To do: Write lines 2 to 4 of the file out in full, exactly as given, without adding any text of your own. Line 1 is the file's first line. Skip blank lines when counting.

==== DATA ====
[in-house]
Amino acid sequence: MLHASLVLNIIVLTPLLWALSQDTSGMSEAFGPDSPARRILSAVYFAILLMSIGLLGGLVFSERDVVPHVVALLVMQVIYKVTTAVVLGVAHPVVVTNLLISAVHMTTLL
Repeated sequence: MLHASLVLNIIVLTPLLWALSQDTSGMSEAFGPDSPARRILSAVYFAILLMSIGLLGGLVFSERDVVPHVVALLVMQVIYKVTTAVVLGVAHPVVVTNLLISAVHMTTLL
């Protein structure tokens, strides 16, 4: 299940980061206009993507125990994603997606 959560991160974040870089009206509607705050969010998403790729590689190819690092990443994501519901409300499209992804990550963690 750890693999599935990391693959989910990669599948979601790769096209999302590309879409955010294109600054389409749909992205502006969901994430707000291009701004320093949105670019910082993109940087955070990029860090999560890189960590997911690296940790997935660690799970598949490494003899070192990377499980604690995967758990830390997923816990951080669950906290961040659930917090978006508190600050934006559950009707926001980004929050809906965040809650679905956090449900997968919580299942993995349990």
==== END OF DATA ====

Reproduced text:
Amino acid sequence: MLHASLVLNIIVLTPLLWALSQDTSGMSEAFGPDSPARRILSAVYFAILLMSIGLLGGLVFSERDVVPHVVALLVMQVIYKVTTAVVLGVAHPVVVTNLLISAVHMTTLL
Repeated sequence: MLHASLVLNIIVLTPLLWALSQDTSGMSEAFGPDSPARRILSAVYFAILLMSIGLLGGLVFSERDVVPHVVALLVMQVIYKVTTAVVLGVAHPVVVTNLLISAVHMTTLL
């Protein structure tokens, strides 16, 4: 299940980061206009993507125990994603997606 959560991160974040870089009206509607705050969010998403790729590689190819690092990443994501519901409300499209992804990550963690 750890693999599935990391693959989910990669599948979601790769096209999302590309879409955010294109600054389409749909992205502006969901994430707000291009701004320093949105670019910082993109940087955070990029860090999560890189960590997911690296940790997935660690799970598949490494003899070192990377499980604690995967758990830390997923816990951080669950906290961040659930917090978006508190600050934006559950009707926001980004929050809906965040809650679905956090449900997968919580299942993995349990």